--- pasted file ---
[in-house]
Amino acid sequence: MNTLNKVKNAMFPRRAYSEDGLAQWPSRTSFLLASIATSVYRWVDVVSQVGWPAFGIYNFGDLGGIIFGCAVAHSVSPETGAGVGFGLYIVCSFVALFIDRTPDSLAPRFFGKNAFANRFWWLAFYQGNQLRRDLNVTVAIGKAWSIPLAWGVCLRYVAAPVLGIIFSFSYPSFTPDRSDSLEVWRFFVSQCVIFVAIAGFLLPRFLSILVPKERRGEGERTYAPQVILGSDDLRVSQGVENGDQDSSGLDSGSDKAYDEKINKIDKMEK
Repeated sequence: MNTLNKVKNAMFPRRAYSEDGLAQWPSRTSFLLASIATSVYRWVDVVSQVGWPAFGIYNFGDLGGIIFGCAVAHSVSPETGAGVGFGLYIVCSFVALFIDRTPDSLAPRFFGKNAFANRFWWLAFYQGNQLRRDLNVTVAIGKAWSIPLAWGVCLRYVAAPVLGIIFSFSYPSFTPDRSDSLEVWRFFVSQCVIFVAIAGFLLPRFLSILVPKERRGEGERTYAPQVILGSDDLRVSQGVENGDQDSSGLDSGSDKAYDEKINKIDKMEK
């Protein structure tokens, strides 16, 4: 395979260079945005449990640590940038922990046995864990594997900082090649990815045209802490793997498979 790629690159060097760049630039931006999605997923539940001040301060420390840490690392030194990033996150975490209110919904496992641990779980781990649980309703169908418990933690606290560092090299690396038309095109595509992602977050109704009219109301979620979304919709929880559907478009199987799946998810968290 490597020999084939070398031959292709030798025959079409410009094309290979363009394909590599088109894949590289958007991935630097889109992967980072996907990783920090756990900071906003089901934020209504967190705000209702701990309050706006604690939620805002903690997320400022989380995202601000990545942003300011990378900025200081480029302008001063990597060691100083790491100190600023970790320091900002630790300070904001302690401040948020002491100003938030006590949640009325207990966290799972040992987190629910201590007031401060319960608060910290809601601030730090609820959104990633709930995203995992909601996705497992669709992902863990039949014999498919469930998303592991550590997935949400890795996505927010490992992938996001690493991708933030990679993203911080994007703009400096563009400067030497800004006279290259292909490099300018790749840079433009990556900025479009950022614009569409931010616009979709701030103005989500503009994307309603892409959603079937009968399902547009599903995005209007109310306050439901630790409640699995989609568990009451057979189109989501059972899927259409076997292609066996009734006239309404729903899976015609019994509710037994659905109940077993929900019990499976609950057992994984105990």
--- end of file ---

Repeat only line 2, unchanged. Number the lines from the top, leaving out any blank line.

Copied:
Amino acid sequence: MNTLNKVKNAMFPRRAYSEDGLAQWPSRTSFLLASIATSVYRWVDVVSQVGWPAFGIYNFGDLGGIIFGCAVAHSVSPETGAGVGFGLYIVCSFVALFIDRTPDSLAPRFFGKNAFANRFWWLAFYQGNQLRRDLNVTVAIGKAWSIPLAWGVCLRYVAAPVLGIIFSFSYPSFTPDRSDSLEVWRFFVSQCVIFVAIAGFLLPRFLSILVPKERRGEGERTYAPQVILGSDDLRVSQGVENGDQDSSGLDSGSDKAYDEKINKIDKMEK